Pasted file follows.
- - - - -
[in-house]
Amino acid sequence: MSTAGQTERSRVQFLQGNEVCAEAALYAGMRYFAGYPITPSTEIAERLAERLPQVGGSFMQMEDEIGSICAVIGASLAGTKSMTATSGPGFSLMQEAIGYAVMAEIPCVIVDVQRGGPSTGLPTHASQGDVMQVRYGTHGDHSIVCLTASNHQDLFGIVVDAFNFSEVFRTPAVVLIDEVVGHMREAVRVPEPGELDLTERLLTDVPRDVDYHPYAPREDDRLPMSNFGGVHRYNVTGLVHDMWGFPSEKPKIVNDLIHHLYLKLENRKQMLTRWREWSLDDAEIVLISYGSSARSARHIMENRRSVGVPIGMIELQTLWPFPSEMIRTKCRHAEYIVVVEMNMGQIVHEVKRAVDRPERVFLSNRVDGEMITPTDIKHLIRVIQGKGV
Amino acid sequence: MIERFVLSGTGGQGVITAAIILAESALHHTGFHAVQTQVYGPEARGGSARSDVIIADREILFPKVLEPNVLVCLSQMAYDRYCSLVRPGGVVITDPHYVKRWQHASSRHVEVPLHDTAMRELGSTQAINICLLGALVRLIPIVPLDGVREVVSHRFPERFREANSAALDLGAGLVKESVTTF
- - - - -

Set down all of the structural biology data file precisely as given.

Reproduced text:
[in-house]
Amino acid sequence: MSTAGQTERSRVQFLQGNEVCAEAALYAGMRYFAGYPITPSTEIAERLAERLPQVGGSFMQMEDEIGSICAVIGASLAGTKSMTATSGPGFSLMQEAIGYAVMAEIPCVIVDVQRGGPSTGLPTHASQGDVMQVRYGTHGDHSIVCLTASNHQDLFGIVVDAFNFSEVFRTPAVVLIDEVVGHMREAVRVPEPGELDLTERLLTDVPRDVDYHPYAPREDDRLPMSNFGGVHRYNVTGLVHDMWGFPSEKPKIVNDLIHHLYLKLENRKQMLTRWREWSLDDAEIVLISYGSSARSARHIMENRRSVGVPIGMIELQTLWPFPSEMIRTKCRHAEYIVVVEMNMGQIVHEVKRAVDRPERVFLSNRVDGEMITPTDIKHLIRVIQGKGV
Amino acid sequence: MIERFVLSGTGGQGVITAAIILAESALHHTGFHAVQTQVYGPEARGGSARSDVIIADREILFPKVLEPNVLVCLSQMAYDRYCSLVRPGGVVITDPHYVKRWQHASSRHVEVPLHDTAMRELGSTQAINICLLGALVRLIPIVPLDGVREVVSHRFPERFREANSAALDLGAGLVKESVTTF